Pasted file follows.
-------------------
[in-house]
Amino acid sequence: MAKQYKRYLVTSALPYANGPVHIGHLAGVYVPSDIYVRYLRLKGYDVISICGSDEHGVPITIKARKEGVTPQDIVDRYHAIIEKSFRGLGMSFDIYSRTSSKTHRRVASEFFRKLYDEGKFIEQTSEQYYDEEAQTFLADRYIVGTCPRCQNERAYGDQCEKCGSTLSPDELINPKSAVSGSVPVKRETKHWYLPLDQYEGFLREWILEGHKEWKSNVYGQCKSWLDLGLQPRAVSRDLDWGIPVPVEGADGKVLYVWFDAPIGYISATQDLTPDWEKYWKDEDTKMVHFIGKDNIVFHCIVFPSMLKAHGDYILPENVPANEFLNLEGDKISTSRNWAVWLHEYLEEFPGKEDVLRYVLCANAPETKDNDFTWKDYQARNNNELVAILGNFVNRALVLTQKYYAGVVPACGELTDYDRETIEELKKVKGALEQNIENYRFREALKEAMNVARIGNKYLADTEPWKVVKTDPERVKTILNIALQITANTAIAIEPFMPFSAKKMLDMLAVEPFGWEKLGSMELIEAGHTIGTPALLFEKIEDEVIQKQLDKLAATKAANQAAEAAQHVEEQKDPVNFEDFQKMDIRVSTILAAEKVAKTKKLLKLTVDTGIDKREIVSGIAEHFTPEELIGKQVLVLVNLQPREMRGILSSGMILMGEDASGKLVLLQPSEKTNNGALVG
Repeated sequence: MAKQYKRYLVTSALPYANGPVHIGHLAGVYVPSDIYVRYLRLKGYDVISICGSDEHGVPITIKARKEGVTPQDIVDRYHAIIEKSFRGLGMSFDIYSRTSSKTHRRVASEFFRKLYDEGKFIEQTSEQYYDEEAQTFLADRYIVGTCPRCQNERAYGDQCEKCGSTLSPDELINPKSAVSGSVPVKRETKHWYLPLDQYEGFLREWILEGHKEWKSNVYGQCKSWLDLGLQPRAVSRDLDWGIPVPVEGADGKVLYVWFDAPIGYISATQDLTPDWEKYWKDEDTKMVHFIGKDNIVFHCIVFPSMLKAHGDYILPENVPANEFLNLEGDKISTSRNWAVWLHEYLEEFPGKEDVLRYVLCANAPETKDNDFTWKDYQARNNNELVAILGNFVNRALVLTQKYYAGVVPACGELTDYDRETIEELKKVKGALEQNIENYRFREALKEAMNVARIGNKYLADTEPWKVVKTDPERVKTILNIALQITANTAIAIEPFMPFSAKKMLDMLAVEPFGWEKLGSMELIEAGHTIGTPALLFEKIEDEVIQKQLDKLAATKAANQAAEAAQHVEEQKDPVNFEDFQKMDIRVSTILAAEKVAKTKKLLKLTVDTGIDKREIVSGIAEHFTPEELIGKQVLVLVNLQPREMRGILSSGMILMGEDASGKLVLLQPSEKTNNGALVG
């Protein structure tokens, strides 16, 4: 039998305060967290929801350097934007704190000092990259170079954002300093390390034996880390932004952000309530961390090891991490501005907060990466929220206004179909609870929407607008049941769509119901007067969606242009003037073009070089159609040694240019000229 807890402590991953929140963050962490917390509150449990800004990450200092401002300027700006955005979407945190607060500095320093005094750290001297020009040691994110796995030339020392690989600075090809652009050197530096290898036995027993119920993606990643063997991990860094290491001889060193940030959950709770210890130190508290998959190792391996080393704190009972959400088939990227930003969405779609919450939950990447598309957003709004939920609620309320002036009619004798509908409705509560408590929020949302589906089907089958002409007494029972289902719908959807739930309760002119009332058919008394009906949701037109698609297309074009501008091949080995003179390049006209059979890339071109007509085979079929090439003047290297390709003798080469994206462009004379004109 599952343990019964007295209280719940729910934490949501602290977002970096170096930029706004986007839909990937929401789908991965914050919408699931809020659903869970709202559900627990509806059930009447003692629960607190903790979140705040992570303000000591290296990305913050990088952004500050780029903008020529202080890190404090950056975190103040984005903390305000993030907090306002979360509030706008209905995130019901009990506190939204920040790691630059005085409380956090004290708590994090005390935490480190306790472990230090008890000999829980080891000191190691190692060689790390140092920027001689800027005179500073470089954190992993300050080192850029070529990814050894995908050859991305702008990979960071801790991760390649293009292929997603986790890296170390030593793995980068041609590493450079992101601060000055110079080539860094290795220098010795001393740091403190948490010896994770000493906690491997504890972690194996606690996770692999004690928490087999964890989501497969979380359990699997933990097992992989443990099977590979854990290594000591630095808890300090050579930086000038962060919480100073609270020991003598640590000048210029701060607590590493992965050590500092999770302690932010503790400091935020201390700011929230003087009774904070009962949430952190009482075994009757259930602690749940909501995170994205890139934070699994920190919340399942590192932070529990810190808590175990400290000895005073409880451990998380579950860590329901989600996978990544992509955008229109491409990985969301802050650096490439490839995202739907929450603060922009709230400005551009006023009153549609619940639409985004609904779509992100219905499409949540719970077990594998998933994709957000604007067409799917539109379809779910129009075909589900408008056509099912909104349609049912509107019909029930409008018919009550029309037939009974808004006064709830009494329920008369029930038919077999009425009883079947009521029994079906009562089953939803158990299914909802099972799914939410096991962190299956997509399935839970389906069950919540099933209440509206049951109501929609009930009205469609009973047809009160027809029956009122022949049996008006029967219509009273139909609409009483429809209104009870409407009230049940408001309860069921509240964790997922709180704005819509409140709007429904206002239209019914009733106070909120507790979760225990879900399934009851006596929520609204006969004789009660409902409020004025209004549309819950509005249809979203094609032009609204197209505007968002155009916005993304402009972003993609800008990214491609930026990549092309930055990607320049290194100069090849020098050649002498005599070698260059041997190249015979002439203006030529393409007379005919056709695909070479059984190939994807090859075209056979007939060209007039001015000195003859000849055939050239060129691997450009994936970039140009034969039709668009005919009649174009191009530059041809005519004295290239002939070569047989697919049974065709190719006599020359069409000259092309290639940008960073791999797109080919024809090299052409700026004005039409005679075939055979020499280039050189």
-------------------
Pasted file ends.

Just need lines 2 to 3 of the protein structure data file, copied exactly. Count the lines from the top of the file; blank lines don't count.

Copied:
Amino acid sequence: MAKQYKRYLVTSALPYANGPVHIGHLAGVYVPSDIYVRYLRLKGYDVISICGSDEHGVPITIKARKEGVTPQDIVDRYHAIIEKSFRGLGMSFDIYSRTSSKTHRRVASEFFRKLYDEGKFIEQTSEQYYDEEAQTFLADRYIVGTCPRCQNERAYGDQCEKCGSTLSPDELINPKSAVSGSVPVKRETKHWYLPLDQYEGFLREWILEGHKEWKSNVYGQCKSWLDLGLQPRAVSRDLDWGIPVPVEGADGKVLYVWFDAPIGYISATQDLTPDWEKYWKDEDTKMVHFIGKDNIVFHCIVFPSMLKAHGDYILPENVPANEFLNLEGDKISTSRNWAVWLHEYLEEFPGKEDVLRYVLCANAPETKDNDFTWKDYQARNNNELVAILGNFVNRALVLTQKYYAGVVPACGELTDYDRETIEELKKVKGALEQNIENYRFREALKEAMNVARIGNKYLADTEPWKVVKTDPERVKTILNIALQITANTAIAIEPFMPFSAKKMLDMLAVEPFGWEKLGSMELIEAGHTIGTPALLFEKIEDEVIQKQLDKLAATKAANQAAEAAQHVEEQKDPVNFEDFQKMDIRVSTILAAEKVAKTKKLLKLTVDTGIDKREIVSGIAEHFTPEELIGKQVLVLVNLQPREMRGILSSGMILMGEDASGKLVLLQPSEKTNNGALVG
Repeated sequence: MAKQYKRYLVTSALPYANGPVHIGHLAGVYVPSDIYVRYLRLKGYDVISICGSDEHGVPITIKARKEGVTPQDIVDRYHAIIEKSFRGLGMSFDIYSRTSSKTHRRVASEFFRKLYDEGKFIEQTSEQYYDEEAQTFLADRYIVGTCPRCQNERAYGDQCEKCGSTLSPDELINPKSAVSGSVPVKRETKHWYLPLDQYEGFLREWILEGHKEWKSNVYGQCKSWLDLGLQPRAVSRDLDWGIPVPVEGADGKVLYVWFDAPIGYISATQDLTPDWEKYWKDEDTKMVHFIGKDNIVFHCIVFPSMLKAHGDYILPENVPANEFLNLEGDKISTSRNWAVWLHEYLEEFPGKEDVLRYVLCANAPETKDNDFTWKDYQARNNNELVAILGNFVNRALVLTQKYYAGVVPACGELTDYDRETIEELKKVKGALEQNIENYRFREALKEAMNVARIGNKYLADTEPWKVVKTDPERVKTILNIALQITANTAIAIEPFMPFSAKKMLDMLAVEPFGWEKLGSMELIEAGHTIGTPALLFEKIEDEVIQKQLDKLAATKAANQAAEAAQHVEEQKDPVNFEDFQKMDIRVSTILAAEKVAKTKKLLKLTVDTGIDKREIVSGIAEHFTPEELIGKQVLVLVNLQPREMRGILSSGMILMGEDASGKLVLLQPSEKTNNGALVG